Definition - World Maps

by Serge Fortin / Montreal, Quebec, Canada


  1. Definition
  2. Continents
  3. Oceans
  4. Sources

World Maps

World of Earth Sciences


The World according to Serge



(Main sources: The Oxford Illustrated Dictionary and The Earth's Dynamic Systems,W. Kenneth Hamblin)



Français / French




Length of perpendicular from vertex to base. Height above mean sea-level.



Sea with many islands; group of islands.



Crater that was created by a meteor impact.



Raised shelf of ground; artificial slope. / Ground at edge of river.



Barren land; elevated plains on which grow small trees and shrubs, but no timber.



Hollow depression; circular or oval valley.



Part of sea filling wide-mouthed opening of land.


Caldeira / Caldera

A large, more or less circular depression or basin associated with a volcanic vent. Its diameter is many times greater than that of the included vents. Calderas are believed to result from subsidence or collapse and may or may not be related to explosive eruptions.

Calderas are large volcanic depressions, roughly circular in shape, from 1 to 250 km in diameter. Structures less than 1 km diameter are termed maars, and those over 250 km volcanic depressions.

Canyon / Cañon

Canyon / Cañon

Deep gorge or ravine with steep sides formed by river cutting through soft rock.



Low insular bank or reef of sand, rocks, etc., esp. off coast of Spanish America.



Natural or artificial bed of running water; comparatively narrow piece of water joining two large pieces.


Volcanic ash

Cendre, Scorie

Slag; résidue of coal, wood, etc. that has ceased to flame but has still combustible matter in it; (pl.) ashes / A fragment of volcanic ejecta from 0.5 to 2.5 cm in diameter.

Cinder cone (Cône de scories): A cone-shaped hill composed of loose volcanic fragments. A cinder cone is formed by explosive eruption or lava fountain. It is composed of mostly loose material. The cone may be beautifully symmetrical with slopes of 30-40 deg, and height of several several hundred metres. The diameter can be several km. A cinder cone is composed of material ranging in size from 4 to 32 mm (lapilli or little stones).

Volcanic ash: Dust-size particles ejected from a volcano.



Important town (England) / Town of greater importance, or size, or whith wider municipal powers, than those called simply 'towns' (U.S.).



Sail along coast, trade between ports on same coast.



Solid figure or body of which the base is a circle (or other curved figure) and the summit a point, and every point in the intervening surface is in a straight line between the vertex and the circumference of the base; any conical mass.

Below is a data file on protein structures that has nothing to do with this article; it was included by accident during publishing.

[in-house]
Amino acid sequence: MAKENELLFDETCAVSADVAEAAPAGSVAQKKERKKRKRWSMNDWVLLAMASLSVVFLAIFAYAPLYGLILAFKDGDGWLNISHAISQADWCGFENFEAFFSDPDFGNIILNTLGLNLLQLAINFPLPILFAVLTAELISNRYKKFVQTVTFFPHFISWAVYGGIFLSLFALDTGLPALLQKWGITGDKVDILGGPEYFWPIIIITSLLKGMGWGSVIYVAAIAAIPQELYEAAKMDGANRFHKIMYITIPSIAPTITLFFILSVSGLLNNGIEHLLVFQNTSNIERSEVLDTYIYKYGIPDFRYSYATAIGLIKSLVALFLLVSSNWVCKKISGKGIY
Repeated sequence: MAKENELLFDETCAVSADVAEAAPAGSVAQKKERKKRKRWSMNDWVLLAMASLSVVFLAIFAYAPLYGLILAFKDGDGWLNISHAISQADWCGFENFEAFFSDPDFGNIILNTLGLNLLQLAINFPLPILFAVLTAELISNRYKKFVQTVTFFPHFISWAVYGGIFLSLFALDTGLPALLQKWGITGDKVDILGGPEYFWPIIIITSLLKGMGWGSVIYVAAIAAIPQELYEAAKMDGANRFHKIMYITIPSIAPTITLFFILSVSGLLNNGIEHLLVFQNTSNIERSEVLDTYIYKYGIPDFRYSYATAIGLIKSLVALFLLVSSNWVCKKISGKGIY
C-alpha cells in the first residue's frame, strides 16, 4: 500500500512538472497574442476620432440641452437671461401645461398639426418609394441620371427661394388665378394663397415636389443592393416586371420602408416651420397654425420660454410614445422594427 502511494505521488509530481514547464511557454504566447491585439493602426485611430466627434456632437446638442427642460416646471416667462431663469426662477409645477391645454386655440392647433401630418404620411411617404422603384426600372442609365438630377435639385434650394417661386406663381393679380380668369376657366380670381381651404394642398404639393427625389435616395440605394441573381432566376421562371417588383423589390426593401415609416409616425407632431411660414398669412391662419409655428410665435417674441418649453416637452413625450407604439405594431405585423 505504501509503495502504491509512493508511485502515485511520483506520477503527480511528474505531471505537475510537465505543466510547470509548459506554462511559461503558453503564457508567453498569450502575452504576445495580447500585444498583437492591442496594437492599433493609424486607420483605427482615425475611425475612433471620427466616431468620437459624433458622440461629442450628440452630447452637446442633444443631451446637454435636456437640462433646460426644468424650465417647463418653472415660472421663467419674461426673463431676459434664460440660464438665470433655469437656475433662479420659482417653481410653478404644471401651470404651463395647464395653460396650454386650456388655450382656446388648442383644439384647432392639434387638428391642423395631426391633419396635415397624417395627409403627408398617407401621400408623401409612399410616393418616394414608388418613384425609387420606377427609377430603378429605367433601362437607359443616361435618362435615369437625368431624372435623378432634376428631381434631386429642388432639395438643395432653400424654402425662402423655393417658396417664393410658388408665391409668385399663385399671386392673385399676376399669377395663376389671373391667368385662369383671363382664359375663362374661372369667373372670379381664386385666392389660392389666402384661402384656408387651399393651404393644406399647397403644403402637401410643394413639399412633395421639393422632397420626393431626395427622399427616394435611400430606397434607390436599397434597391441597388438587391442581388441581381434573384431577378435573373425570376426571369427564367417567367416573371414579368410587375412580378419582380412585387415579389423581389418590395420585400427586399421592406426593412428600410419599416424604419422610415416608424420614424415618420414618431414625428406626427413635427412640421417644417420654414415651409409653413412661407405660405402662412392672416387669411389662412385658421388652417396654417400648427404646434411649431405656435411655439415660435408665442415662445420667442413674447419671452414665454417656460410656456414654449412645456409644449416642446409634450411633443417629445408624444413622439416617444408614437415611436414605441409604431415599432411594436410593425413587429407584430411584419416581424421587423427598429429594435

Cone: A volcanic cone is a conical hill built from tephra and lava.



One of the main continuous bodies of land on earth's surface.

Convergent plate boundary

Limite de plaque convergente

The zone where the leading edges of converging plates meet. Convergent plate boundaries are sites of considerable geologic activity and are characterized by volcanism, earthquakes, and crustal deformation.



One of series of parallel mountain ridges or chains.



Region; territory of nation.



Bowl- or funnel- shaped hollow at top or side of volcano from which eruption takes place; bowl-shaped cavity, esp. that formed by exploding shell, bomb or by the impact of a meteorite.

Crater Row: Isolated lava fountains along a fissure produce crater rows of small spatter.

Explosion Crater: Explosion crater is a large circular, elongate, or horseshoe-shaped excavation with ejected debris on its rim or flanks.



Running stream; water, air, etc., moving in given direction.



Triangular tract of sand, gravel , and silt enclosed and traversed by the diverging mouths of a river.



Being deep; measurement from top down, from front to back, or from surface inwards.

Divergent plate boundary

Limite de plaque divergente

A plate margin formed where the lithosphere splits into plates that drift apart from one another. Divergent plate boundaries are areas subject to tension, where new crust is generated by igneous activity.



Rounded summit of hill etc.

(structural geology) An uplift that is circular or elliptical in map view, with beds dipping away in all directions from a central area.

(topography) A general term for any dome-shaped landform.

Earthquake (Seism, seismic event)

Tremblement de terre (séisme)

Convulsion of earth's surface caused by volcanic activity or faults in the earth's crust.

HAMBLIN, W. Kenneth. The Earth's Dynamic Systems. 1989.

The point within the Earth where the initial slippage generates earthquake energy is called the focus. The point on the Earth's surface directly above the focus is called the epicenter.

Shallow-focus earthquakes occur from the surface to a depth of 70 km. They occur in all seismic belts and produce the largest percentage of earthquakes.

Intermediate-focus earthquakes occur between 70 and 300 km below the surface. Generally, they are confined to convergent plate margins.

Deep-focus earthquakes occur between 300 and 700 km. Generally, they are confined to convergent plate margins.